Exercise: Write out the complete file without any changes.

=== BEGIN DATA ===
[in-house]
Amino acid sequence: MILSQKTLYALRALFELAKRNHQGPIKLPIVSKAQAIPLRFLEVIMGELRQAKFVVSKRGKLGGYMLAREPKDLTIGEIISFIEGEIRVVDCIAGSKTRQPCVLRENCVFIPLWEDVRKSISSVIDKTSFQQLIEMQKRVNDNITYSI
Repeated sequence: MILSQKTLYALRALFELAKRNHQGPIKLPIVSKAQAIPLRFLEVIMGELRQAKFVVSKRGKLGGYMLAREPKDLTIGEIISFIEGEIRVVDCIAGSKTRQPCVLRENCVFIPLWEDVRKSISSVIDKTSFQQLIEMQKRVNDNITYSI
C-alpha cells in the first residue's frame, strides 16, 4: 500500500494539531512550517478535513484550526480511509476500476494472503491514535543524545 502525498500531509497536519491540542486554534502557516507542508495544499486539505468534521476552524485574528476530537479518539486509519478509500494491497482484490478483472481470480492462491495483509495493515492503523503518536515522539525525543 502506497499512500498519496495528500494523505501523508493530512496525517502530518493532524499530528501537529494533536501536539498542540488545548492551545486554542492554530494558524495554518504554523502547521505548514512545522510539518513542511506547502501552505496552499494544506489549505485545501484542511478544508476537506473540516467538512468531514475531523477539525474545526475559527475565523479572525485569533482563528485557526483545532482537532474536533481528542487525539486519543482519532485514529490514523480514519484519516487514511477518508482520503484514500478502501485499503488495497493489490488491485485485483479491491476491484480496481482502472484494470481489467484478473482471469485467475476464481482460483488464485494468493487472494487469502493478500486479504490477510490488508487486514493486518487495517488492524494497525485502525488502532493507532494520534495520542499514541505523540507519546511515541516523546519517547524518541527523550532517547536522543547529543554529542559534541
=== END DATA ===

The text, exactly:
[in-house]
Amino acid sequence: MILSQKTLYALRALFELAKRNHQGPIKLPIVSKAQAIPLRFLEVIMGELRQAKFVVSKRGKLGGYMLAREPKDLTIGEIISFIEGEIRVVDCIAGSKTRQPCVLRENCVFIPLWEDVRKSISSVIDKTSFQQLIEMQKRVNDNITYSI
Repeated sequence: MILSQKTLYALRALFELAKRNHQGPIKLPIVSKAQAIPLRFLEVIMGELRQAKFVVSKRGKLGGYMLAREPKDLTIGEIISFIEGEIRVVDCIAGSKTRQPCVLRENCVFIPLWEDVRKSISSVIDKTSFQQLIEMQKRVNDNITYSI
C-alpha cells in the first residue's frame, strides 16, 4: 500500500494539531512550517478535513484550526480511509476500476494472503491514535543524545 502525498500531509497536519491540542486554534502557516507542508495544499486539505468534521476552524485574528476530537479518539486509519478509500494491497482484490478483472481470480492462491495483509495493515492503523503518536515522539525525543 502506497499512500498519496495528500494523505501523508493530512496525517502530518493532524499530528501537529494533536501536539498542540488545548492551545486554542492554530494558524495554518504554523502547521505548514512545522510539518513542511506547502501552505496552499494544506489549505485545501484542511478544508476537506473540516467538512468531514475531523477539525474545526475559527475565523479572525485569533482563528485557526483545532482537532474536533481528542487525539486519543482519532485514529490514523480514519484519516487514511477518508482520503484514500478502501485499503488495497493489490488491485485485483479491491476491484480496481482502472484494470481489467484478473482471469485467475476464481482460483488464485494468493487472494487469502493478500486479504490477510490488508487486514493486518487495517488492524494497525485502525488502532493507532494520534495520542499514541505523540507519546511515541516523546519517547524518541527523550532517547536522543547529543554529542559534541